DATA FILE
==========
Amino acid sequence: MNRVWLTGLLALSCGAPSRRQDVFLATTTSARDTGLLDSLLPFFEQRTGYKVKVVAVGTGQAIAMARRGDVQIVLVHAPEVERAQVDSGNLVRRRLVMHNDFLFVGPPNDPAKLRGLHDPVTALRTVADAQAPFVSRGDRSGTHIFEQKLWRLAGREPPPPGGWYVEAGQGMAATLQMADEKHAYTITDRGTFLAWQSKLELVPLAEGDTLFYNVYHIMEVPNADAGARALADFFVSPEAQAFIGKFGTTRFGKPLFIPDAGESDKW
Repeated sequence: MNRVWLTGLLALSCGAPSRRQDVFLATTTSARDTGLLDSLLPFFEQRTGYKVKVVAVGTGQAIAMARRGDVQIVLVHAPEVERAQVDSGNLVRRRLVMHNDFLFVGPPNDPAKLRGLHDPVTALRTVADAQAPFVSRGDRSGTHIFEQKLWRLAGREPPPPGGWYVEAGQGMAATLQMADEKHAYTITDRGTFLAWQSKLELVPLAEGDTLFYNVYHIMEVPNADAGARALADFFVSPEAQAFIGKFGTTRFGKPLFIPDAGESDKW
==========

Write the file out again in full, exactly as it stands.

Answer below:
Amino acid sequence: MNRVWLTGLLALSCGAPSRRQDVFLATTTSARDTGLLDSLLPFFEQRTGYKVKVVAVGTGQAIAMARRGDVQIVLVHAPEVERAQVDSGNLVRRRLVMHNDFLFVGPPNDPAKLRGLHDPVTALRTVADAQAPFVSRGDRSGTHIFEQKLWRLAGREPPPPGGWYVEAGQGMAATLQMADEKHAYTITDRGTFLAWQSKLELVPLAEGDTLFYNVYHIMEVPNADAGARALADFFVSPEAQAFIGKFGTTRFGKPLFIPDAGESDKW
Repeated sequence: MNRVWLTGLLALSCGAPSRRQDVFLATTTSARDTGLLDSLLPFFEQRTGYKVKVVAVGTGQAIAMARRGDVQIVLVHAPEVERAQVDSGNLVRRRLVMHNDFLFVGPPNDPAKLRGLHDPVTALRTVADAQAPFVSRGDRSGTHIFEQKLWRLAGREPPPPGGWYVEAGQGMAATLQMADEKHAYTITDRGTFLAWQSKLELVPLAEGDTLFYNVYHIMEVPNADAGARALADFFVSPEAQAFIGKFGTTRFGKPLFIPDAGESDKW